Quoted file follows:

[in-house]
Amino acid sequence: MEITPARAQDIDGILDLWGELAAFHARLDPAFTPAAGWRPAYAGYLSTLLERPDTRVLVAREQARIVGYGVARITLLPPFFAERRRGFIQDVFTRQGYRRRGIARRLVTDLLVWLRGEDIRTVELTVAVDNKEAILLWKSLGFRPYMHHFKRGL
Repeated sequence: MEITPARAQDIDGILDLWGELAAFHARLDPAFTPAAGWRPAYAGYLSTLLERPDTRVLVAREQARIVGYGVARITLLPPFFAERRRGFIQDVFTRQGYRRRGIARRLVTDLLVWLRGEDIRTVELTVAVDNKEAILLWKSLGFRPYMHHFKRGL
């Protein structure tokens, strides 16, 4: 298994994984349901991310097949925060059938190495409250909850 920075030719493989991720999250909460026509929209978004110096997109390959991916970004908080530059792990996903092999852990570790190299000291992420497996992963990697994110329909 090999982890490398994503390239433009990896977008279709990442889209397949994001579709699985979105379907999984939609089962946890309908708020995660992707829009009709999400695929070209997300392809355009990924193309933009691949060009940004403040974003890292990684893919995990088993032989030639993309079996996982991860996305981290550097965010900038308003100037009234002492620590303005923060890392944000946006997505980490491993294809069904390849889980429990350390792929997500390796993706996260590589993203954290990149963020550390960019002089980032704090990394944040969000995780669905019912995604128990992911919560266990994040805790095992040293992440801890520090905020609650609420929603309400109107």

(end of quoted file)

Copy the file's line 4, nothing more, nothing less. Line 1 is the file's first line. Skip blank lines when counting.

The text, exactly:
């Protein structure tokens, strides 16, 4: 298994994984349901991310097949925060059938190495409250909850 920075030719493989991720999250909460026509929209978004110096997109390959991916970004908080530059792990996903092999852990570790190299000291992420497996992963990697994110329909 090999982890490398994503390239433009990896977008279709990442889209397949994001579709699985979105379907999984939609089962946890309908708020995660992707829009009709999400695929070209997300392809355009990924193309933009691949060009940004403040974003890292990684893919995990088993032989030639993309079996996982991860996305981290550097965010900038308003100037009234002492620590303005923060890392944000946006997505980490491993294809069904390849889980429990350390792929997500390796993706996260590589993203954290990149963020550390960019002089980032704090990394944040969000995780669905019912995604128990992911919560266990994040805790095992040293992440801890520090905020609650609420929603309400109107």